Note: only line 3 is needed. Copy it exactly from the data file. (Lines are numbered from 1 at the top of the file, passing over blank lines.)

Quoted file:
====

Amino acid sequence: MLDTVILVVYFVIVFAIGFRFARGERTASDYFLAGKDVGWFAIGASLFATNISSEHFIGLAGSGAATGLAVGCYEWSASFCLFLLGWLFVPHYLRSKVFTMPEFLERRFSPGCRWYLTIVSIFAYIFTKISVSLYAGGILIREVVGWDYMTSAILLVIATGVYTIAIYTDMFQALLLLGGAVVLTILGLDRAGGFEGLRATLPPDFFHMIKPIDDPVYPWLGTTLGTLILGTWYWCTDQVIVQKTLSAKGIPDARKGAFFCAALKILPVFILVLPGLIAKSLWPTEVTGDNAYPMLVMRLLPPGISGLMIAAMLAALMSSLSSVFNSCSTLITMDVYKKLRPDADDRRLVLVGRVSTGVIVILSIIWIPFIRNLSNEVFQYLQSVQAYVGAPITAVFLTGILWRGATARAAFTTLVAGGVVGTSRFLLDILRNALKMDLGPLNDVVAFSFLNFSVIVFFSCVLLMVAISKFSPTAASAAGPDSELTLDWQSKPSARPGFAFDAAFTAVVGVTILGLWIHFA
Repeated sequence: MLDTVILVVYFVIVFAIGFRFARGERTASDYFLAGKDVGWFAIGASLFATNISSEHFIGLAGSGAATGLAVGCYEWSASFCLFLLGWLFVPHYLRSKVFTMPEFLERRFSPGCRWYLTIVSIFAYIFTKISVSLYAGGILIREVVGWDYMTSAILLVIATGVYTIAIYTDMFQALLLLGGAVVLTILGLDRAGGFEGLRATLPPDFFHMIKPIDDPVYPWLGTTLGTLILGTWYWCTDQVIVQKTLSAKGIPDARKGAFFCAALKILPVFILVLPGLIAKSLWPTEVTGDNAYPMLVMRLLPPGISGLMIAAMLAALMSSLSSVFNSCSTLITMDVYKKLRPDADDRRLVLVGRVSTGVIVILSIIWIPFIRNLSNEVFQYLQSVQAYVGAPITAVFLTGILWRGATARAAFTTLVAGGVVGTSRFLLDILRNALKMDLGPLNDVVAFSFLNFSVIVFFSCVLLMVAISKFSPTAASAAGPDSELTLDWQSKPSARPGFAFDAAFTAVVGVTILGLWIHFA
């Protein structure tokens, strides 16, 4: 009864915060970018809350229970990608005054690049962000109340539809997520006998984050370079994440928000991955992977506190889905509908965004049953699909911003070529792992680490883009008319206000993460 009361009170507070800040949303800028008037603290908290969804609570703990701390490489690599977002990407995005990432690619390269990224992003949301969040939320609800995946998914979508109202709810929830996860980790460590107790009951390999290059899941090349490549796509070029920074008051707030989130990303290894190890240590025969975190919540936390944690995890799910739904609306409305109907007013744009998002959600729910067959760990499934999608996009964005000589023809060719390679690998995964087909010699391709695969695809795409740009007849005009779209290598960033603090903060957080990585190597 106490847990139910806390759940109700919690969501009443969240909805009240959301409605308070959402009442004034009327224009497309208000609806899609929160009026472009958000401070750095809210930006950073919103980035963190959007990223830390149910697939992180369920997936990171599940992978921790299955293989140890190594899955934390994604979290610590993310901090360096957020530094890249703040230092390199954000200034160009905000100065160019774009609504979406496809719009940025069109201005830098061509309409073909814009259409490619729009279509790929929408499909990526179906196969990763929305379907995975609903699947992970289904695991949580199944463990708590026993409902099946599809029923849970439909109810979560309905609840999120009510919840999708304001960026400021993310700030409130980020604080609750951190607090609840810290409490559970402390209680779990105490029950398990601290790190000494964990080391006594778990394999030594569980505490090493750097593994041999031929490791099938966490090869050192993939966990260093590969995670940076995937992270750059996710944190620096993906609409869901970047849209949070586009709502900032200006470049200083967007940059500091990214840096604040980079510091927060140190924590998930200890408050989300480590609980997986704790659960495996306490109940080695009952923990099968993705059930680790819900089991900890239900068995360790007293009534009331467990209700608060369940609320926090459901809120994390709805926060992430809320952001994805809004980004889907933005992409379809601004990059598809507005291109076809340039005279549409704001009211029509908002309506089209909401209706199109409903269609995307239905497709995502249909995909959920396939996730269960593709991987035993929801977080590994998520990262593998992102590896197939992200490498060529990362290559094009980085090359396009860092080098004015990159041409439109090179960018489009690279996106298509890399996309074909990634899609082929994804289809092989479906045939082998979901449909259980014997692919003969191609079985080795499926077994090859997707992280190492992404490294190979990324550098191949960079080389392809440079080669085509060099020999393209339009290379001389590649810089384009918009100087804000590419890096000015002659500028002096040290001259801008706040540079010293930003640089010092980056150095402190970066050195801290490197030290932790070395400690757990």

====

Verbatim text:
């Protein structure tokens, strides 16, 4: 009864915060970018809350229970990608005054690049962000109340539809997520006998984050370079994440928000991955992977506190889905509908965004049953699909911003070529792992680490883009008319206000993460 009361009170507070800040949303800028008037603290908290969804609570703990701390490489690599977002990407995005990432690619390269990224992003949301969040939320609800995946998914979508109202709810929830996860980790460590107790009951390999290059899941090349490549796509070029920074008051707030989130990303290894190890240590025969975190919540936390944690995890799910739904609306409305109907007013744009998002959600729910067959760990499934999608996009964005000589023809060719390679690998995964087909010699391709695969695809795409740009007849005009779209290598960033603090903060957080990585190597 106490847990139910806390759940109700919690969501009443969240909805009240959301409605308070959402009442004034009327224009497309208000609806899609929160009026472009958000401070750095809210930006950073919103980035963190959007990223830390149910697939992180369920997936990171599940992978921790299955293989140890190594899955934390994604979290610590993310901090360096957020530094890249703040230092390199954000200034160009905000100065160019774009609504979406496809719009940025069109201005830098061509309409073909814009259409490619729009279509790929929408499909990526179906196969990763929305379907995975609903699947992970289904695991949580199944463990708590026993409902099946599809029923849970439909109810979560309905609840999120009510919840999708304001960026400021993310700030409130980020604080609750951190607090609840810290409490559970402390209680779990105490029950398990601290790190000494964990080391006594778990394999030594569980505490090493750097593994041999031929490791099938966490090869050192993939966990260093590969995670940076995937992270750059996710944190620096993906609409869901970047849209949070586009709502900032200006470049200083967007940059500091990214840096604040980079510091927060140190924590998930200890408050989300480590609980997986704790659960495996306490109940080695009952923990099968993705059930680790819900089991900890239900068995360790007293009534009331467990209700608060369940609320926090459901809120994390709805926060992430809320952001994805809004980004889907933005992409379809601004990059598809507005291109076809340039005279549409704001009211029509908002309506089209909401209706199109409903269609995307239905497709995502249909995909959920396939996730269960593709991987035993929801977080590994998520990262593998992102590896197939992200490498060529990362290559094009980085090359396009860092080098004015990159041409439109090179960018489009690279996106298509890399996309074909990634899609082929994804289809092989479906045939082998979901449909259980014997692919003969191609079985080795499926077994090859997707992280190492992404490294190979990324550098191949960079080389392809440079080669085509060099020999393209339009290379001389590649810089384009918009100087804000590419890096000015002659500028002096040290001259801008706040540079010293930003640089010092980056150095402190970066050195801290490197030290932790070395400690757990």